NEW YORK (DTN) -- New York Mercantile Exchange oil futures settled mixed Thursday afternoon amid varied reports on oil supply and demand fundamentals domestically and globally, with West Texas Intermediate crude eking out a modest gain after the Energy Information Administration reported a surprise build in U.S. crude oil stockpiles and bigger-than-expected build in gasoline stocks.
The EIA report showed U.S. crude oil inventories added 2.3 million bbl to 485.5 million bbl during the week-ended Jan. 13, but the bearish crude data was ameliorated by other data showing crude stocks at the Cushing supply hub in Oklahoma unexpectedly fell by 1.2 million bbl to 65.7 million bbl.
On products, the EIA report showed domestic gasoline stocks soared 6 million bbl while middle distillate supplies fell 986,000 bbl, missing forecasts for builds of 1 million bbl each.
Implied demand for gasoline tumbled by 401,000 bpd and refinery crude inputs plummeted 639,000 bpd as refinery runs dropped by 2.9% to 90.7%, but distillates demand jumped 897,000 bpd for the week, EIA said.
"The DOE data for last week was bearish relative to expectations for crude oil," said analyst Tim Evans at Citi Futures. "A drop in refinery runs offset the decline in imports… Weak demand offset lower refinery output last week."
The oil futures complex was boosted by data late Wednesday from the American Petroleum Institute which reported a bigger-than-expected U.S. crude stock draw of 5 million bbl for the week, and the International Energy Agency this morning revised up its global oil demand estimate for 2016.
IEA now projects a year-on-year global consumption growth rate of 1.5 million bpd for 2016 based on stronger European demand due to severe winter weather, revised up by 100,000 bpd versus December outlook. For 2017, IEA expects global demand growth rate to revert back to 1.3 million bpd, slightly above the average rate seen in this century of 1.2 million bpd.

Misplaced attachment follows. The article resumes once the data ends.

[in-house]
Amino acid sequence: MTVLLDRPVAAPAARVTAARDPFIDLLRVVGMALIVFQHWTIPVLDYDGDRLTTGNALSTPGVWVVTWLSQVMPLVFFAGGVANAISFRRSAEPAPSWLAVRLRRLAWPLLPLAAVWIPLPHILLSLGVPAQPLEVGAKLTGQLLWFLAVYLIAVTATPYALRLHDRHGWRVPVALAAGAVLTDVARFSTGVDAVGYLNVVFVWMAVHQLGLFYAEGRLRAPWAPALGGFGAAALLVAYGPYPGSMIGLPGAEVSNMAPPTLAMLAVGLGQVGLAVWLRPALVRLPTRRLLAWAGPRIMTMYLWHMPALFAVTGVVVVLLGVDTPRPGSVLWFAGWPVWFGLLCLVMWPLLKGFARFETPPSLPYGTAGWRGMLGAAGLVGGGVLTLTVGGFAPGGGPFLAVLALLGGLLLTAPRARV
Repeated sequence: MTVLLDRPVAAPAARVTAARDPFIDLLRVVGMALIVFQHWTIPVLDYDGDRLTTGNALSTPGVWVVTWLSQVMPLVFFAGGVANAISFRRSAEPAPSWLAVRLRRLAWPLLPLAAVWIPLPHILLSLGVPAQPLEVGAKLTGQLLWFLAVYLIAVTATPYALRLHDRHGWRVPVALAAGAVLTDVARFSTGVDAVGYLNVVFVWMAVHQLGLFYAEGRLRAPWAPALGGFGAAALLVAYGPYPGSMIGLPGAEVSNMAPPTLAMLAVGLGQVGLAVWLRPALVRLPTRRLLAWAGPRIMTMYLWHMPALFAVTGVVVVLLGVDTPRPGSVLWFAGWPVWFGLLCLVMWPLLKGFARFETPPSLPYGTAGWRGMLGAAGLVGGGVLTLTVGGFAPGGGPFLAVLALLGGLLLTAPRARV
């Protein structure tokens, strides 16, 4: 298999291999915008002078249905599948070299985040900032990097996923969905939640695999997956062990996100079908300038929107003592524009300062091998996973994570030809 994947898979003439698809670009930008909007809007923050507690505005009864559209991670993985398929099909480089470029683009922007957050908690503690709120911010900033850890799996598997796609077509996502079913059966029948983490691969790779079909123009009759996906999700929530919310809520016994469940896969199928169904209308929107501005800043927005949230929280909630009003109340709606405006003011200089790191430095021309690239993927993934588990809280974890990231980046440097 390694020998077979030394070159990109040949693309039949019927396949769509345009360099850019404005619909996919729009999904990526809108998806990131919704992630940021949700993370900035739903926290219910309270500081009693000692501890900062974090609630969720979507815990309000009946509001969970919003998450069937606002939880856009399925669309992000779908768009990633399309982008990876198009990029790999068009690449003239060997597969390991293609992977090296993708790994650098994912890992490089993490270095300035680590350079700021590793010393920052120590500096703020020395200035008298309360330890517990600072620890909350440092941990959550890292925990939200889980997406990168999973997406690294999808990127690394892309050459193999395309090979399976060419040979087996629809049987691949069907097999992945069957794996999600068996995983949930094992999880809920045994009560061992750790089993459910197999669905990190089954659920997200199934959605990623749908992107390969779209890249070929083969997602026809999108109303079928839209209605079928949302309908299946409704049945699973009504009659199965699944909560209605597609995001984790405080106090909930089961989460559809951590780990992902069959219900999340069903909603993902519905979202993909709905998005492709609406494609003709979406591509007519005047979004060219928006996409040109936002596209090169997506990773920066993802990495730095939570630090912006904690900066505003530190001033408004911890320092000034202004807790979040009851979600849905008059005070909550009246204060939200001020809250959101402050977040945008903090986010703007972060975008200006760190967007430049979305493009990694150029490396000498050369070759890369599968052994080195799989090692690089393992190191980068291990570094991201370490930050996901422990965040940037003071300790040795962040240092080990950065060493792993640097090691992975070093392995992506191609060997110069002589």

The Paris-based IEA sees global oil supplies falling by more than 600,000 bpd in December to 97.6 million bpd on lower OPEC and non-OPEC output. For 2016, world supply was up 300,000 bpd from the previous year as record OPEC output more than offset a 900,000 bpd decline in non-OPEC.
OPEC crude production, now excluding Indonesia, fell 320,000 bpd from record rates to 33.09 million bpd in December following lower output by Saudi Arabia and disruptions to Nigerian supply.
Early indications suggest a deeper OPEC reduction may be under way for January, as the Saudis and their Arab Gulf neighbors enforce supply cuts, said IEA.
NYMEX February West Texas Intermediate futures settled up 29cts at $51.37 bbl, and ICE March Brent crude oil futures contract finished 24cts higher at $54.16 bbl.
The NYMEX February ULSD futures contract edged up 0.91cts to $1.6183 gallon and the February RBOB futures contract eased 1.42cts to $1.5345 gallon at the close of regular session trading.
George Orwel can be reached at email@example.com
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